But the scholar in him rebelled. Even if he saw reason in it, he felt there was more to life than violence. The world may move on without him, but he would stay. He would remain behind and look for an alternative. Perhaps it was just ignorance, stubbornness, or immaturity, but he had vowed to devote his life to finding that peace, no matter where it may lie.

He froze.

Neave looked at himself. The same old, scholarly, weak, and pathetic self. But even as a mortal… He knew that if he fought with any of the foundation realm disciples of his sect, he would dominate them. Probably even those on the first step of the iron path. Maybe even those on the second and third.

If it came down to a fight, they’d lie dead beneath his feet before they knew what had happened. He wanted to believe in peace, in a brighter world, but what was he doing as he thought that?

He sat in a cave, in a hellish realm of suffering, and tried to cultivate. If that was what he truly believed, then who had he become?

He had kept himself busy. Either forcing himself not to think or fighting, but it was all a distraction. Now that he was finally truly alone with his thoughts, it hit him.

Oh heavens... What do I do?

He cried, feeling what water remained in his body reduced gradually with every tear that dropped.

Will I ever even be free again? Why does it even matter to me anymore?

What will it mean to be free?

He thought about the demons. What if he was right? What if killing them freed him from this realm? And what if it wasn’t oblivion waiting for him on the other side?

He imagined being freed and being reborn. He ran around with his siblings, his cute little sister, and his mean older brother. He fought with his older brother, and some part deep within his soul knew what to do. His brother lay dead beneath his feet. Then his sister ran to get his father. Then his father, too, lay dead beneath his feet. He didn’t want to do it, he didn’t mean to, they attacked him so he just…

He imagined being freed and released. He’d killed the last demon and learned the true nature of this book, of the trial. It granted him horrible powers as a reward. He arrived at some other time, perhaps in another world. Those who learned of his power feared him and hunted him down. And they all lay dead beneath his feet in a mountain of corpses…

He imagined being freed and returning. He returned to the sect, having been unconscious for months. Then he walked the halls and saw Hunter screaming at him and chasing him down. He imagined the unjustified hatred he saw in his face. Then Hunter lay beneath his feet. Blood dripped down his mouth as Hunter’s throat bled, severed by Neave’s teeth. He could hear the other disciples screaming as he…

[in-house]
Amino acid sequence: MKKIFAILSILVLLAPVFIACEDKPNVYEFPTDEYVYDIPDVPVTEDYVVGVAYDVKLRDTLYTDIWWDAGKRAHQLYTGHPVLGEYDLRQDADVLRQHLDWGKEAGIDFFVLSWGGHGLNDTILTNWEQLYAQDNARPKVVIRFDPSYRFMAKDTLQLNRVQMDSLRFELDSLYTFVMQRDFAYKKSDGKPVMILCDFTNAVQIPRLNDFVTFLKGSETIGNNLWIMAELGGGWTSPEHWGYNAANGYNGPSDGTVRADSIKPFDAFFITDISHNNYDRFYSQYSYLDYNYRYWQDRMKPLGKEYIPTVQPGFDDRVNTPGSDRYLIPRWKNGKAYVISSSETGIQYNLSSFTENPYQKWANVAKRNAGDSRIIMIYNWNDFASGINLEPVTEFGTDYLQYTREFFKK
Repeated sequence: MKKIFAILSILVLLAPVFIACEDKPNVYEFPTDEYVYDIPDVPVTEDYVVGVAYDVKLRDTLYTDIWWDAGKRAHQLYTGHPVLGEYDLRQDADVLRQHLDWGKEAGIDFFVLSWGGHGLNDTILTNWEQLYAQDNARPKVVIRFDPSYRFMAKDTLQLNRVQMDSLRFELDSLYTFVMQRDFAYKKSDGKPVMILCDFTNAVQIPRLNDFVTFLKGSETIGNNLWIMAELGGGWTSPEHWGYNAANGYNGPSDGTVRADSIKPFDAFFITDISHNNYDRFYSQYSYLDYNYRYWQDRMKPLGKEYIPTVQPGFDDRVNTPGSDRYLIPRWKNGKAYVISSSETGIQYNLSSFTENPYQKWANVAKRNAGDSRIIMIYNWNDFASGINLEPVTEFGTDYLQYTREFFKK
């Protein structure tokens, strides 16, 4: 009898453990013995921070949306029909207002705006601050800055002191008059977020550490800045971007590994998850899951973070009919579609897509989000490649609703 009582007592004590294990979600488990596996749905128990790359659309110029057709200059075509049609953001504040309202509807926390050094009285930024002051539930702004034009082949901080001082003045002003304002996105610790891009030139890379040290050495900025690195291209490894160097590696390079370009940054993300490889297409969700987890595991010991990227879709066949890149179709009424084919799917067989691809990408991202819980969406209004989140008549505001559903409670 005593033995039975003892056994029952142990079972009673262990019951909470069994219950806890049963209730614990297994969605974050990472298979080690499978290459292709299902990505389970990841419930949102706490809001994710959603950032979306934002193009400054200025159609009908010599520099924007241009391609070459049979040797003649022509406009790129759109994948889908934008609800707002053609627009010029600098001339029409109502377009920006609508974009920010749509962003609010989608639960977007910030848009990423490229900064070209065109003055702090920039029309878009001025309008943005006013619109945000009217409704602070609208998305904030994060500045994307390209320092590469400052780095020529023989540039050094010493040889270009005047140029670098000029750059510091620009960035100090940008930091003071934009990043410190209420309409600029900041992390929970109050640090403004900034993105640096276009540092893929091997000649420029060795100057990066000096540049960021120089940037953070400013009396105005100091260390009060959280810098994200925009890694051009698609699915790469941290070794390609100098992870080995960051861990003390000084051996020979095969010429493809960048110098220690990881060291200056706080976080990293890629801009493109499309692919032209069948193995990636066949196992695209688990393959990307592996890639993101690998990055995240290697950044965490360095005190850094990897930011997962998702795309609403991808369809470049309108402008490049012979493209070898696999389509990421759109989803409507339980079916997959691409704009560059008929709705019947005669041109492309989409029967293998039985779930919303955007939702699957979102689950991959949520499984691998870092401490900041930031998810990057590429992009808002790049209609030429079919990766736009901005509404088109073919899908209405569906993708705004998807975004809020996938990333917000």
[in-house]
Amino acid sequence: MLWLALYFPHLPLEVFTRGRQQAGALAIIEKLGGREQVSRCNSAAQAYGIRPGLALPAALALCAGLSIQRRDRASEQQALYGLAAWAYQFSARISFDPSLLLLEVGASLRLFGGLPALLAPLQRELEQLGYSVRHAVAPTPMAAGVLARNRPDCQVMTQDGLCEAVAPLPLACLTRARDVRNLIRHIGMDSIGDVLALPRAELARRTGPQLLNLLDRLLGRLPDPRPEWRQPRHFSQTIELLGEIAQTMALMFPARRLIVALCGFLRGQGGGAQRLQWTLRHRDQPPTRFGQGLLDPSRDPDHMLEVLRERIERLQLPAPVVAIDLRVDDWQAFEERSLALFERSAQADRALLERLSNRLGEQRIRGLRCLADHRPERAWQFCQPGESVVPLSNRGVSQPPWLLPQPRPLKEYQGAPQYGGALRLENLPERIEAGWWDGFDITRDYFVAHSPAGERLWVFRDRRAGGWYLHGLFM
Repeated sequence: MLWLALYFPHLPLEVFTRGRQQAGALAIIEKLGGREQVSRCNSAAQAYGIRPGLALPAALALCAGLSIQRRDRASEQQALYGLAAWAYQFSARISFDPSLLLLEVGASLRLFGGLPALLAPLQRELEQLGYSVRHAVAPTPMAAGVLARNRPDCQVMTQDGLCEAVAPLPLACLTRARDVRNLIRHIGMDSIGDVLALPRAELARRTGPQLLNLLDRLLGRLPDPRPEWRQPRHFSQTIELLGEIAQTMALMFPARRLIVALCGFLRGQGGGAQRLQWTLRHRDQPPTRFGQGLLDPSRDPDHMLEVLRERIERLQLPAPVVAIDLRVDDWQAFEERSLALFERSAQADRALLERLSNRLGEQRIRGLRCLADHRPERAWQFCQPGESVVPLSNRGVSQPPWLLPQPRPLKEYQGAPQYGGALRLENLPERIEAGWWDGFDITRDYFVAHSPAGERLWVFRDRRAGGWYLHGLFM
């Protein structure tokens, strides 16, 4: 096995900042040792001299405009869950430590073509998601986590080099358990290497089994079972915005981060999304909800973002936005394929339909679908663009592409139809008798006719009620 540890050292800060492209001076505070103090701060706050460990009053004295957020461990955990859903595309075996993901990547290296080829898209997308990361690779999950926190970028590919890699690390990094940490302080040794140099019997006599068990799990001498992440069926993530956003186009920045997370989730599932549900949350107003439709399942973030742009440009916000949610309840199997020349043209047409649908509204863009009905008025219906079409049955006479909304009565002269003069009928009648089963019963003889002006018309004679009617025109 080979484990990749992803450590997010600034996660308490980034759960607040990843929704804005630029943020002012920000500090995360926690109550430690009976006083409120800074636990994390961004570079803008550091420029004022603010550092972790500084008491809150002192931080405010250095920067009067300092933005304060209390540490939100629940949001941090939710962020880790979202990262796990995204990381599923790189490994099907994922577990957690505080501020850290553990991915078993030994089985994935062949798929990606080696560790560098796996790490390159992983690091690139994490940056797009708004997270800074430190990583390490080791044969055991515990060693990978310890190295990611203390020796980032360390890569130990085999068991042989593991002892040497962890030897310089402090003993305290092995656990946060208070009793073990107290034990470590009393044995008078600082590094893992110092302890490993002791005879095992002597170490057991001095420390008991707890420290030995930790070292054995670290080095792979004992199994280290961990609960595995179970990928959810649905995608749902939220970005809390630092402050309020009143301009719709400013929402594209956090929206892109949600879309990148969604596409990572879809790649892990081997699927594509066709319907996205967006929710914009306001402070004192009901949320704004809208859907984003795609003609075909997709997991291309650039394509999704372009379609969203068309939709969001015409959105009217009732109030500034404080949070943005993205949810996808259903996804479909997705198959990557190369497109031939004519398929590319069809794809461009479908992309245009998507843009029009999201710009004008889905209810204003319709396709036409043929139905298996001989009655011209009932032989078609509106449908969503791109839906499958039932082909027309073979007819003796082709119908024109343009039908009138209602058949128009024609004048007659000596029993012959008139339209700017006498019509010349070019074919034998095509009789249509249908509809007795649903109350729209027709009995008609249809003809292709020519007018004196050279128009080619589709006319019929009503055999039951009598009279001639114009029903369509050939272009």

Then he imagined…


Neave was walking somewhere, in some random direction. He pulled his hair out with every step he took. The only thing left on his head was a bald, bloody hole, but he scraped it nonetheless.


He asked himself the same question for the billionth time. Why? What was the reason he ended up in this realm? Did the heavens truly hate him? But why if he had never defied them? Why? What was the point of the life he had lived, the beliefs he had held, if all of it would be denied to him like this? Why?

Neave fell over to the ground and died from dehydration, exhaustion, and blood loss.


Then he appeared back at the start, chose another direction, and started walking again.

He simply couldn’t wrap his mind around it. It just didn’t make sense. It didn’t make sense to move on and grow. If he did that, he faced oblivion. For he could not continue being who he was anymore. A fundamental aspect of his existence had changed. This creature walking around, wearing his skin, could not leave this place. So it had to stay here forever.

But he didn’t want to.

Or it didn’t want to.

He didn’t know if he was it.

He didn’t want to believe he was.

Neave was hoping that the true, original him still existed somewhere deep down. That this murderous monster was just that. A monster. Something that had possessed his body and was wearing his skin. He had tried desperately to tear it off of him, but no matter what, he still failed.

No matter what he did, he couldn’t forget where he had to stab. He wouldn’t forget even if he were released.

He couldn’t let himself go back into the catatonic state again. Even if he felt that was the fate he deserved. He knew the next time he sunk to that, he would never be free again. And he desperately wanted to be free, wanted to be himself again.

But he knew he was just stalling. He saw no other solution but to keep going with what he was doing. But what then? Could he truly settle for remaining what he had become?


Neave frowned and stopped. Then he asked the question again and got the same answer in return.

Yes. He could settle for being what he was now.

But he didn’t know why. Or how. Some part of him beneath his unconscious mind had made a connection. However, he simply could not comprehend what this connection was.

That was a lie.